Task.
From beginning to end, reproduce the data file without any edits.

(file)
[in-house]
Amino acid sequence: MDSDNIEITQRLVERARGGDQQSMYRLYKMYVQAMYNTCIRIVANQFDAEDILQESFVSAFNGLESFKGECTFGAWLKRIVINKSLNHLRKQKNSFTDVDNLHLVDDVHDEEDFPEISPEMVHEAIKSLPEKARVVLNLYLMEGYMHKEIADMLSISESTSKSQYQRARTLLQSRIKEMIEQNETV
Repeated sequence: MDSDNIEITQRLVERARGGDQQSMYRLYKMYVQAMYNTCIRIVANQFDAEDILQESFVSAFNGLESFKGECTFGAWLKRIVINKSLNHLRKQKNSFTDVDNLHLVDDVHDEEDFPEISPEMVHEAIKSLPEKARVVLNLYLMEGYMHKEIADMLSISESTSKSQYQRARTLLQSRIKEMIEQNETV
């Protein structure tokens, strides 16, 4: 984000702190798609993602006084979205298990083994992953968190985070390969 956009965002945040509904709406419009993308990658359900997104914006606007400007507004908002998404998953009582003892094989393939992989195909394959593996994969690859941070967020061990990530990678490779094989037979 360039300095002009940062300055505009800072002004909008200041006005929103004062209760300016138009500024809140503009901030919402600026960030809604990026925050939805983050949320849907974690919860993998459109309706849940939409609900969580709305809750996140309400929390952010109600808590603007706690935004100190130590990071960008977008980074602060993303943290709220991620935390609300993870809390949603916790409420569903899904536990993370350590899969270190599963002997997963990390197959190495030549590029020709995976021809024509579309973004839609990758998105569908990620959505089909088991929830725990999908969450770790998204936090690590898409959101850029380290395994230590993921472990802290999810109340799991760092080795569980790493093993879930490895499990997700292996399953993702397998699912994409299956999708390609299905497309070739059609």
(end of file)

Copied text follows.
[in-house]
Amino acid sequence: MDSDNIEITQRLVERARGGDQQSMYRLYKMYVQAMYNTCIRIVANQFDAEDILQESFVSAFNGLESFKGECTFGAWLKRIVINKSLNHLRKQKNSFTDVDNLHLVDDVHDEEDFPEISPEMVHEAIKSLPEKARVVLNLYLMEGYMHKEIADMLSISESTSKSQYQRARTLLQSRIKEMIEQNETV
Repeated sequence: MDSDNIEITQRLVERARGGDQQSMYRLYKMYVQAMYNTCIRIVANQFDAEDILQESFVSAFNGLESFKGECTFGAWLKRIVINKSLNHLRKQKNSFTDVDNLHLVDDVHDEEDFPEISPEMVHEAIKSLPEKARVVLNLYLMEGYMHKEIADMLSISESTSKSQYQRARTLLQSRIKEMIEQNETV
């Protein structure tokens, strides 16, 4: 984000702190798609993602006084979205298990083994992953968190985070390969 956009965002945040509904709406419009993308990658359900997104914006606007400007507004908002998404998953009582003892094989393939992989195909394959593996994969690859941070967020061990990530990678490779094989037979 360039300095002009940062300055505009800072002004909008200041006005929103004062209760300016138009500024809140503009901030919402600026960030809604990026925050939805983050949320849907974690919860993998459109309706849940939409609900969580709305809750996140309400929390952010109600808590603007706690935004100190130590990071960008977008980074602060993303943290709220991620935390609300993870809390949603916790409420569903899904536990993370350590899969270190599963002997997963990390197959190495030549590029020709995976021809024509579309973004839609990758998105569908990620959505089909088991929830725990999908969450770790998204936090690590898409959101850029380290395994230590993921472990802290999810109340799991760092080795569980790493093993879930490895499990997700292996399953993702397998699912994409299956999708390609299905497309070739059609």